Apart from the first letter, beer and books usually have little in common. The specimens that we have selected for you are completely different. Norbert Krines and Martin Droschke have teamed up for several projects and indulged their passion for good beer in literary form. Krines is Kulmbacher and comes from a real Franconian beer region. He was practically born with beer, so it is hardly surprising that a German studies graduate is a passionate home brewer and runs a beer blog for which he tastes a different Franconian beer every day. His partner in crime Martin Droschke is equally enthusiastic about beer. The Augsburg man, who has already worked in all branches of the literary spectrum, enjoys the Franconian beer landscape with joy and appetite.
111 Franconian beers that you have to drink
Krines and Droschke invite the ambitious beer drinker on a detailed journey through the impressive beer landscape of Franconia. On 240 pages the reader discovers the beer variety of Franconia and learns that beer is something that Franconians take very seriously. Bock beer, smoked beer, pilsner beer, wheat beer, cellar beer and lager are just some of the varieties that the region with the world's highest density of breweries has to offer. In addition to the types of beer, customs and curiosities relating to beer are also presented. In funny anecdotes, the two beer connoisseurs convey useful specialist knowledge in their work " 111 Franconian beers that you have to drink ". In Franconia, for example, they know that you can get to your next beer faster if you put the empty beer mug flat on the table. However, this usually only applies in the beer cellar and if you try the whole thing with a beer glass in Bamberg's Schlenkerla, the Franconian-charming waitresses will put one on the lid.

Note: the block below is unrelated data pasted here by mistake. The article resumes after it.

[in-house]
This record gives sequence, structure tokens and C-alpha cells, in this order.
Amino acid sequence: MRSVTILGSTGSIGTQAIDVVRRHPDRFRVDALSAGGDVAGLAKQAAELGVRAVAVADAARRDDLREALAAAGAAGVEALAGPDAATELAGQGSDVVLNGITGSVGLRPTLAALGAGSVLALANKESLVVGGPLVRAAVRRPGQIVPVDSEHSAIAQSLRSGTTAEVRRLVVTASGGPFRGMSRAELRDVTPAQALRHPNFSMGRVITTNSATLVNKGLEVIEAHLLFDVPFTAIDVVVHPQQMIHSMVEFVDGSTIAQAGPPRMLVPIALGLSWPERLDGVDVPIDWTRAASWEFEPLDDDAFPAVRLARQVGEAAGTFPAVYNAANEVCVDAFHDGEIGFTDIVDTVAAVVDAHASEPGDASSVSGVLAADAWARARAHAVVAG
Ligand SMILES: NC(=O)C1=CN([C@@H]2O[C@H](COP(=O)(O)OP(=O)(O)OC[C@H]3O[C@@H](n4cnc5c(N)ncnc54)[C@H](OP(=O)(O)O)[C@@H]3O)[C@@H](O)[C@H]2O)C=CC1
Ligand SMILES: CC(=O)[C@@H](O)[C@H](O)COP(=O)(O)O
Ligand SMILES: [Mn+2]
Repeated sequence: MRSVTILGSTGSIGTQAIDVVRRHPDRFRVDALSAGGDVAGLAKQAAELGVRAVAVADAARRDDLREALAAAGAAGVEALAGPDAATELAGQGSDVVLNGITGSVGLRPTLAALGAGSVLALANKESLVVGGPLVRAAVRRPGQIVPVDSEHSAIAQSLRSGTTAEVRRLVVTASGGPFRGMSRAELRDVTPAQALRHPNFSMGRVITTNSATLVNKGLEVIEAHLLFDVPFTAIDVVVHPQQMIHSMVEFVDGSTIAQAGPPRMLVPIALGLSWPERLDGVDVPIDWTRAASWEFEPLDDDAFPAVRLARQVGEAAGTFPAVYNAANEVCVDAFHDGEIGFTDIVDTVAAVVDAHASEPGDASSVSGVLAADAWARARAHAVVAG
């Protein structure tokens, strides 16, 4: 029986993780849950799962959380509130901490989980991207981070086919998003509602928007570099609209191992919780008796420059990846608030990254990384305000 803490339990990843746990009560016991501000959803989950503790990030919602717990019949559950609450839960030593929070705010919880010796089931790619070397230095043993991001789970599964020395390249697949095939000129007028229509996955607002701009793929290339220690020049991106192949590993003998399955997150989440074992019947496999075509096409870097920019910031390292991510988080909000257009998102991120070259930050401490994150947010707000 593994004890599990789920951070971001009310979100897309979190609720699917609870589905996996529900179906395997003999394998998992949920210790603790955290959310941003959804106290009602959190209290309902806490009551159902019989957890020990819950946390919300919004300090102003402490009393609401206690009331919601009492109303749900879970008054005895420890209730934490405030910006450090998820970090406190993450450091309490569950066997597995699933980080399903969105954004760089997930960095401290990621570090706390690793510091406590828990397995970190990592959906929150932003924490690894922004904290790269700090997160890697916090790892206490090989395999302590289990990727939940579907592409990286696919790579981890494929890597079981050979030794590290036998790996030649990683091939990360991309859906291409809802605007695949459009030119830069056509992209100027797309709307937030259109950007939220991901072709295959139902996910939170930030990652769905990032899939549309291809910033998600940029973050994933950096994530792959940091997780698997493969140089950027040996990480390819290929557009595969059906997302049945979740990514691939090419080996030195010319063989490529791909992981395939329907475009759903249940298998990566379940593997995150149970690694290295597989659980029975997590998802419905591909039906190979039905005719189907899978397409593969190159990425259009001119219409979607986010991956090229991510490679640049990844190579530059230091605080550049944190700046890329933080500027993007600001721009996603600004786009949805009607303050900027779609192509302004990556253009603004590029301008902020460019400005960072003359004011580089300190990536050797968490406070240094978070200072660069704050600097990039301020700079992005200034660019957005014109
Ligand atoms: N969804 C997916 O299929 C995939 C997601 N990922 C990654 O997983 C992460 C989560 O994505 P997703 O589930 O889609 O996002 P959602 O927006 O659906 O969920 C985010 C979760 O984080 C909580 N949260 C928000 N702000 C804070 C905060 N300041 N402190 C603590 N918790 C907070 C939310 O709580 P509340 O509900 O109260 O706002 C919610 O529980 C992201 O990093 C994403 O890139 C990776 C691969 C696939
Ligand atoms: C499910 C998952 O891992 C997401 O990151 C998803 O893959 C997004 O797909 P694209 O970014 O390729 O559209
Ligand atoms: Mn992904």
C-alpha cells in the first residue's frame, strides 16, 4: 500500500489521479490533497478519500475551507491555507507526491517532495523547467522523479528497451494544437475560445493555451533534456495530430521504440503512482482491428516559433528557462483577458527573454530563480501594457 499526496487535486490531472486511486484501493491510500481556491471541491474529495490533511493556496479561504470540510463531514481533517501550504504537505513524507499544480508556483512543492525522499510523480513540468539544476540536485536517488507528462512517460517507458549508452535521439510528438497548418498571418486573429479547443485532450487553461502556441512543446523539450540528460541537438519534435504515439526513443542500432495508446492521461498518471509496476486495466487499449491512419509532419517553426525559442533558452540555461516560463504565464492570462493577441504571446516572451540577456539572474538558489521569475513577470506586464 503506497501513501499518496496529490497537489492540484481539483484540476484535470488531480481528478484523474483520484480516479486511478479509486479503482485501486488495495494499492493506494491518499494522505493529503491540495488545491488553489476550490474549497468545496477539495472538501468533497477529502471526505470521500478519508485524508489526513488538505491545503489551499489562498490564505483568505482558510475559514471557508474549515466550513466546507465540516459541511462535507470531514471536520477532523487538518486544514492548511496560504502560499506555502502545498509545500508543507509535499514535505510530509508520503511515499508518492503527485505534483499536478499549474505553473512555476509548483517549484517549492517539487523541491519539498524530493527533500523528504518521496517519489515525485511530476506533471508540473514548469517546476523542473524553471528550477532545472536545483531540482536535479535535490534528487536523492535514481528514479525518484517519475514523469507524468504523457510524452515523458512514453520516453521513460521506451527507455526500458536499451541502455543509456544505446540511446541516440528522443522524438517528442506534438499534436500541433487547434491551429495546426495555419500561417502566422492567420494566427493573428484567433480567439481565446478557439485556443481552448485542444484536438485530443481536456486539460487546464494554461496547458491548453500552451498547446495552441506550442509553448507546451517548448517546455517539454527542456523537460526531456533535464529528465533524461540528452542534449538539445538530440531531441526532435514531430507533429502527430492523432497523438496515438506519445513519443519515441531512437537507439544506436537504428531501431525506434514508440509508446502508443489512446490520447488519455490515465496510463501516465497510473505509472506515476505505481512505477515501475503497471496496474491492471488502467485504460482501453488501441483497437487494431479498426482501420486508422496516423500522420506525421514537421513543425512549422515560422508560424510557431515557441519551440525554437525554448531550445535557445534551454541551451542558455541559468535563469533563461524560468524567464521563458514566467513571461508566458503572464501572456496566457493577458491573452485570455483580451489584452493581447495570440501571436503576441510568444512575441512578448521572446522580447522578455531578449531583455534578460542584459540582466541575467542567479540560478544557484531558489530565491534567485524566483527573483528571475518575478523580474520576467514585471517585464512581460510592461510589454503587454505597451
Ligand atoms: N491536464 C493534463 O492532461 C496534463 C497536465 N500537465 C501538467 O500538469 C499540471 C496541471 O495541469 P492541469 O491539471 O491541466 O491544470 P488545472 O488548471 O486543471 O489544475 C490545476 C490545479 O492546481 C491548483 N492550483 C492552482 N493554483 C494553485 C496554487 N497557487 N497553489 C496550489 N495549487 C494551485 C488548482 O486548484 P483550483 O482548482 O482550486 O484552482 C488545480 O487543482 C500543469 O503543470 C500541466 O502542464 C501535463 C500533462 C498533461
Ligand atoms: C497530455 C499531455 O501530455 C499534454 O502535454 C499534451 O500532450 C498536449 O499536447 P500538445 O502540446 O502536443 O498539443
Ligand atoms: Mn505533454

But no beer.
111 German craft beers that you have to drink
The beer scene is changing: Conservative Germany has long since ceased to offer just pils and wheat beer. Creative, innovative, crazy beers have conquered the beer market and challenge the taste buds of long-established beer drinkers to the utmost. Ingredients that would never have been associated with beer find their way into the cauldrons of wild brewers, and the result is beers that have little in common with conventional beers in Germany. " 111 German craft beers that you have to drink " is a non-fiction book that definitely arouses the thirst for beer. Droschke and Krines describe the new, wild craft beers in Germany and their breweries so vividly that you almost think you can reach into your book and take the beer out directly.
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